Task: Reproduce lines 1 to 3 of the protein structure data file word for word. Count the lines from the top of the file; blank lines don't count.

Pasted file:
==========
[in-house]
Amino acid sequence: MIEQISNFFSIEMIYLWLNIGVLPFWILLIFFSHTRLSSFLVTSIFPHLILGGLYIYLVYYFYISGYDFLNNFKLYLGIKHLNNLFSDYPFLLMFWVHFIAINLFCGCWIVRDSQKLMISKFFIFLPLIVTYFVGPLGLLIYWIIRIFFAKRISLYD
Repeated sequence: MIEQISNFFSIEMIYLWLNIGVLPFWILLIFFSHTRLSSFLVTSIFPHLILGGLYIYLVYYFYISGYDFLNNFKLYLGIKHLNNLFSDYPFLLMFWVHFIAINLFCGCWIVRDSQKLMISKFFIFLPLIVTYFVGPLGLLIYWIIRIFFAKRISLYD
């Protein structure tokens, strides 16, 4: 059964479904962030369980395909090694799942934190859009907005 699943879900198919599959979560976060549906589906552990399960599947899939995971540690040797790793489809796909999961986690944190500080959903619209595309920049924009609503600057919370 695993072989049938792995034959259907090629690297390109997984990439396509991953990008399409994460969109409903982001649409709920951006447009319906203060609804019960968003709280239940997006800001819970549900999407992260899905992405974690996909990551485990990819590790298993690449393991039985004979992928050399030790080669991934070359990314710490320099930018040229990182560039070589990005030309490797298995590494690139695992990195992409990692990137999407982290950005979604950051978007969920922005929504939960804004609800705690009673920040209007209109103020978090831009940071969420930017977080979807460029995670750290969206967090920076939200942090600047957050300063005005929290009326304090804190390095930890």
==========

[in-house]
Amino acid sequence: MIEQISNFFSIEMIYLWLNIGVLPFWILLIFFSHTRLSSFLVTSIFPHLILGGLYIYLVYYFYISGYDFLNNFKLYLGIKHLNNLFSDYPFLLMFWVHFIAINLFCGCWIVRDSQKLMISKFFIFLPLIVTYFVGPLGLLIYWIIRIFFAKRISLYD
Repeated sequence: MIEQISNFFSIEMIYLWLNIGVLPFWILLIFFSHTRLSSFLVTSIFPHLILGGLYIYLVYYFYISGYDFLNNFKLYLGIKHLNNLFSDYPFLLMFWVHFIAINLFCGCWIVRDSQKLMISKFFIFLPLIVTYFVGPLGLLIYWIIRIFFAKRISLYD